Don't give up on the riding however!....
You can ride until the day you die, but not many runners have cartilage left in knees/ankles to absorb shock as they get older.

Running on asphalt/gravel is definitely a more EFFICIENT way to ruin your legs....suggest running on rubberized tracks if you MUST run....ever see any world-class runners at age 37... to compare with Lance Armstrong who's still bringing it in the Tour de France..
post #22 of 25
Quote:
Originally Posted by Finndog View Post

I'm up in Steamboat this week, Running a 5K with ms, Finn this AM just for fun. All good advice and good stoking material, I definitely feel better this summer and I really think it's the added cardio.

Running a 5K for fun........you really have gone bonkers 
post #23 of 25

Aleph,
When's the Philly run? May be in the cards for me as I've been half-a' d training for a HM and its not far from central NJ. Any further details or website?
TIMR sounds like a serious runner- Boston Q at 3:15! That's better than 7:30/mile! 
I don't really run many races, but from what i've experienced you have to make a conscious effort not to go out too fast and burn yourself out as you're usually pretty amped up at the beginning of a race.
The surface you run on or train makes a big difference. One of the hidden gems of central NJ  is the D&R Canal towpath. Its superior to asphalt, essentially a trail, shaded and almost absolutely flat. Saves considerable wear and tear on the legs, especially as you age and add mileage.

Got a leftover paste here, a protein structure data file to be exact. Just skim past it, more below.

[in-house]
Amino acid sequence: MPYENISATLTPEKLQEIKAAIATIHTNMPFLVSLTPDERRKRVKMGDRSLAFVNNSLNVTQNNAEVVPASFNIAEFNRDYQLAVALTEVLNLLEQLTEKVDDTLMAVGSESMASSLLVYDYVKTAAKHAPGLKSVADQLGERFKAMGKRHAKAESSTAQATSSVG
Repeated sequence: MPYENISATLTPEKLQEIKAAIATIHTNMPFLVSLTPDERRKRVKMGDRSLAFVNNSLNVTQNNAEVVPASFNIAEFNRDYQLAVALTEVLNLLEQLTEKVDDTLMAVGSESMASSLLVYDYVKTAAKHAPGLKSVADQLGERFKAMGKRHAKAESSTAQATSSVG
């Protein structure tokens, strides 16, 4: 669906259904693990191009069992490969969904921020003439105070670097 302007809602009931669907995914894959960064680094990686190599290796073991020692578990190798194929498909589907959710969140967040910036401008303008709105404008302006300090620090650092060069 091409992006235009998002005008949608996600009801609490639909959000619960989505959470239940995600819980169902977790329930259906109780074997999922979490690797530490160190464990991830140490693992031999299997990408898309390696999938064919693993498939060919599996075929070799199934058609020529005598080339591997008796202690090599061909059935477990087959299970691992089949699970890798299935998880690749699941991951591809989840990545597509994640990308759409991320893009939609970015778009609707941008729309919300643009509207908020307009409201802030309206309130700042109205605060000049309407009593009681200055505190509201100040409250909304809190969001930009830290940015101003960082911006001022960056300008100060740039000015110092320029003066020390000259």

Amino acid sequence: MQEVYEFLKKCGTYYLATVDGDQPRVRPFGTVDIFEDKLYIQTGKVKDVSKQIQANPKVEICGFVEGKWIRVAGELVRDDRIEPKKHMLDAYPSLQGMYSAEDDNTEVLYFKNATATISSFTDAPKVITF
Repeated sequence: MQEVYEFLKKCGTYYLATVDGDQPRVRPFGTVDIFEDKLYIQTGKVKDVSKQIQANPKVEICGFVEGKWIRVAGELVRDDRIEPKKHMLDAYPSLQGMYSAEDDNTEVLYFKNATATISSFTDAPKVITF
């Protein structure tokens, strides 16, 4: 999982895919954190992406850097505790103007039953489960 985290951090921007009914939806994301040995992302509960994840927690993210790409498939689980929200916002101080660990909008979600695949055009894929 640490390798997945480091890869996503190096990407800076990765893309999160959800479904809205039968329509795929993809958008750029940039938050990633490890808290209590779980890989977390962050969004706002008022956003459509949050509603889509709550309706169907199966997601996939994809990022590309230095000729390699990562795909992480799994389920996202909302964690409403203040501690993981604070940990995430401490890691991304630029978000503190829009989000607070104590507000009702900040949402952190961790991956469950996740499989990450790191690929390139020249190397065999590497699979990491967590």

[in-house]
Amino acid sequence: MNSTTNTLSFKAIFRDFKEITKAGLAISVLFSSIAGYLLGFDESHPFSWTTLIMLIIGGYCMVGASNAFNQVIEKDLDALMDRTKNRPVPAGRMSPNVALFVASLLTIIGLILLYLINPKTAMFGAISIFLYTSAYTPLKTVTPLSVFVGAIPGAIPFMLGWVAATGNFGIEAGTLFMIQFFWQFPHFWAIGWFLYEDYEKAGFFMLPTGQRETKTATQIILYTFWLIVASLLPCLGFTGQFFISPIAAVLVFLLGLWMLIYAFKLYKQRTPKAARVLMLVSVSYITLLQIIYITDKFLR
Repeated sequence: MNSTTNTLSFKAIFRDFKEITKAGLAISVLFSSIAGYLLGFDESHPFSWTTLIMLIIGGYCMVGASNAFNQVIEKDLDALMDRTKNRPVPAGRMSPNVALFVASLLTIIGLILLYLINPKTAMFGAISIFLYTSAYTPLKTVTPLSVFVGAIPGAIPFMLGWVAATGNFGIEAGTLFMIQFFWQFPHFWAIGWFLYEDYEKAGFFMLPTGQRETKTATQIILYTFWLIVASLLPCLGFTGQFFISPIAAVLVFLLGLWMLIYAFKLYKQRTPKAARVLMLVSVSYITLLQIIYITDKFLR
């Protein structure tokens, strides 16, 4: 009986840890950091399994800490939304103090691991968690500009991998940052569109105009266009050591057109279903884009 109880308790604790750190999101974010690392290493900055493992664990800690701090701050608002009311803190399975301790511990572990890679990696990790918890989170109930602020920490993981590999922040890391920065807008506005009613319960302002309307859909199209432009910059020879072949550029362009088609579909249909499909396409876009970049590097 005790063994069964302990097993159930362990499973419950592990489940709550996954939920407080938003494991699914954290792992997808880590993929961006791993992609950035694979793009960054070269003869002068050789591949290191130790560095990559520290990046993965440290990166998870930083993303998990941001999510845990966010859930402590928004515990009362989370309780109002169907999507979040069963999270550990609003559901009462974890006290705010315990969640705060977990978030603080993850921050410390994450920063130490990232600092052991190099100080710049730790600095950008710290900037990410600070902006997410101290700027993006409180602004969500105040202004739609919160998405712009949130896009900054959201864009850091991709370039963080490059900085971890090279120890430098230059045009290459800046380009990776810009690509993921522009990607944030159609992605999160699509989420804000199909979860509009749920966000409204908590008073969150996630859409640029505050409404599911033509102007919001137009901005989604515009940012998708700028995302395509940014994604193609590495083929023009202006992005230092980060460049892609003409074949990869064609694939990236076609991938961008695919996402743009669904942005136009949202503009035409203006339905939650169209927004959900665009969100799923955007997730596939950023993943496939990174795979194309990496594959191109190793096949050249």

post #24 of 25
The Philadelphia Distance Run is a big event.  I have friends that meet up there each year to watch it and I've seen coverage of the elites on TV. 

Here's the details to the event:
http://www.rnraz.com/Page669.aspx

Good luck if you decide to train and go for it. 
post #25 of 25
I have more fun running trails than roads, but I've yet to take on a serious trail race -- best one I did was one in Reading, PA called the Ugly Mudder - 7.5 miles running up and down Mount Penn with a hosed-down mud cliff that you have to scramble up on your hands to finish out. Fun Event.

I try to get as many of my long distance runs in on dirt as possible, but I've really come around to the belief that the main injury problem that runners have are caused by heel striking. I just finished a book called Born to Run (highly recommended) that's convinced me that my technique change from heel to mid/fore-foot striking will really help me out. I'm not a little dude -- over 200lbs -- but I've not had any running injuries (knock on wood) since changing my stride.

Anyway, won't go deeper into that whole topic here and now.
--

Smooth,

Philly Distance run is Sept. 20th and the website is
http://philadelphia.competitor.com/author/philadelphia/

It's one of the big 1/2s, so there's plenty to keep you going. It's organized by the same people who do all the rock and roll marathons, so I assume it's going to be a good event. If you register, I have a $10 discount code that worked last week, could save ya a couple bucks. If you're looking for a similar 10-min pace we could pace each other... harder to cheat and walk when there's someone else around.